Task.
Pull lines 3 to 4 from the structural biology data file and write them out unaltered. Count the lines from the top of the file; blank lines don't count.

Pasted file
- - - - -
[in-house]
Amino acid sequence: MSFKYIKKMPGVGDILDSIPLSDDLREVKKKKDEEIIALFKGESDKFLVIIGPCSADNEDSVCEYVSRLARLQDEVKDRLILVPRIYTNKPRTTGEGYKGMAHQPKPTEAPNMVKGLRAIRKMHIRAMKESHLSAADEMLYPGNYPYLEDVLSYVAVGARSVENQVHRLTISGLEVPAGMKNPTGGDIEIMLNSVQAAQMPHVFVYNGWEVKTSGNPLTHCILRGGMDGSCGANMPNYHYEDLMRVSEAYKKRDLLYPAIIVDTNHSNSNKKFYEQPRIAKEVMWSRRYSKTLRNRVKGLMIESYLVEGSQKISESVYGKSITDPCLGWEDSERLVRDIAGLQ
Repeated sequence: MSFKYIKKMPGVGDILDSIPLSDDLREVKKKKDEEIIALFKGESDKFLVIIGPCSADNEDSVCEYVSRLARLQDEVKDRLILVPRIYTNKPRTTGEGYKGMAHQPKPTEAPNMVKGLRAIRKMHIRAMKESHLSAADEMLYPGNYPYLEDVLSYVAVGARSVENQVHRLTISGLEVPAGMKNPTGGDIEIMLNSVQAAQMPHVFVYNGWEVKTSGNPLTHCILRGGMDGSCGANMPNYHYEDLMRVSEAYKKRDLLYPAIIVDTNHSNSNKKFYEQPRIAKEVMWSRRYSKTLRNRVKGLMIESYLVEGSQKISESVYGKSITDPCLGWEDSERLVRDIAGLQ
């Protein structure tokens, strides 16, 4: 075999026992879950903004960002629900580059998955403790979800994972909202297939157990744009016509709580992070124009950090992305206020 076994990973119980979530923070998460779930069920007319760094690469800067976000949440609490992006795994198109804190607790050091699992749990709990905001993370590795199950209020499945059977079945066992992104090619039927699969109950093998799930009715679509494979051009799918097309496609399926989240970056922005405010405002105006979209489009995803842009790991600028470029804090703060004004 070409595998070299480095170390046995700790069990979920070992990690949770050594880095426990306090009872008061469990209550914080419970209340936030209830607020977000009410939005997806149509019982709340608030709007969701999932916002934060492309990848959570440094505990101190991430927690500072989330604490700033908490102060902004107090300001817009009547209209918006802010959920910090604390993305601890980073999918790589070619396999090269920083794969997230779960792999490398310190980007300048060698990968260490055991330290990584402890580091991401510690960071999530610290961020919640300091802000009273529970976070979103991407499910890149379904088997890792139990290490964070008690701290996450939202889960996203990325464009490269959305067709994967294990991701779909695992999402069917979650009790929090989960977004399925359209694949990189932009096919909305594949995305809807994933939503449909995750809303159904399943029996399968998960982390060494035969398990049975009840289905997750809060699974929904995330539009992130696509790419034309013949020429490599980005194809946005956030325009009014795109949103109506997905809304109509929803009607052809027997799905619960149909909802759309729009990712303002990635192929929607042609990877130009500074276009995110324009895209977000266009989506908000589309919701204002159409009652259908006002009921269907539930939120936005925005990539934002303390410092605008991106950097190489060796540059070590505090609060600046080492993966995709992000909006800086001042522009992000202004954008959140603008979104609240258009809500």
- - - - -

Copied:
Repeated sequence: MSFKYIKKMPGVGDILDSIPLSDDLREVKKKKDEEIIALFKGESDKFLVIIGPCSADNEDSVCEYVSRLARLQDEVKDRLILVPRIYTNKPRTTGEGYKGMAHQPKPTEAPNMVKGLRAIRKMHIRAMKESHLSAADEMLYPGNYPYLEDVLSYVAVGARSVENQVHRLTISGLEVPAGMKNPTGGDIEIMLNSVQAAQMPHVFVYNGWEVKTSGNPLTHCILRGGMDGSCGANMPNYHYEDLMRVSEAYKKRDLLYPAIIVDTNHSNSNKKFYEQPRIAKEVMWSRRYSKTLRNRVKGLMIESYLVEGSQKISESVYGKSITDPCLGWEDSERLVRDIAGLQ
């Protein structure tokens, strides 16, 4: 075999026992879950903004960002629900580059998955403790979800994972909202297939157990744009016509709580992070124009950090992305206020 076994990973119980979530923070998460779930069920007319760094690469800067976000949440609490992006795994198109804190607790050091699992749990709990905001993370590795199950209020499945059977079945066992992104090619039927699969109950093998799930009715679509494979051009799918097309496609399926989240970056922005405010405002105006979209489009995803842009790991600028470029804090703060004004 070409595998070299480095170390046995700790069990979920070992990690949770050594880095426990306090009872008061469990209550914080419970209340936030209830607020977000009410939005997806149509019982709340608030709007969701999932916002934060492309990848959570440094505990101190991430927690500072989330604490700033908490102060902004107090300001817009009547209209918006802010959920910090604390993305601890980073999918790589070619396999090269920083794969997230779960792999490398310190980007300048060698990968260490055991330290990584402890580091991401510690960071999530610290961020919640300091802000009273529970976070979103991407499910890149379904088997890792139990290490964070008690701290996450939202889960996203990325464009490269959305067709994967294990991701779909695992999402069917979650009790929090989960977004399925359209694949990189932009096919909305594949995305809807994933939503449909995750809303159904399943029996399968998960982390060494035969398990049975009840289905997750809060699974929904995330539009992130696509790419034309013949020429490599980005194809946005956030325009009014795109949103109506997905809304109509929803009607052809027997799905619960149909909802759309729009990712303002990635192929929607042609990877130009500074276009995110324009895209977000266009989506908000589309919701204002159409009652259908006002009921269907539930939120936005925005990539934002303390410092605008991106950097190489060796540059070590505090609060600046080492993966995709992000909006800086001042522009992000202004954008959140603008979104609240258009809500």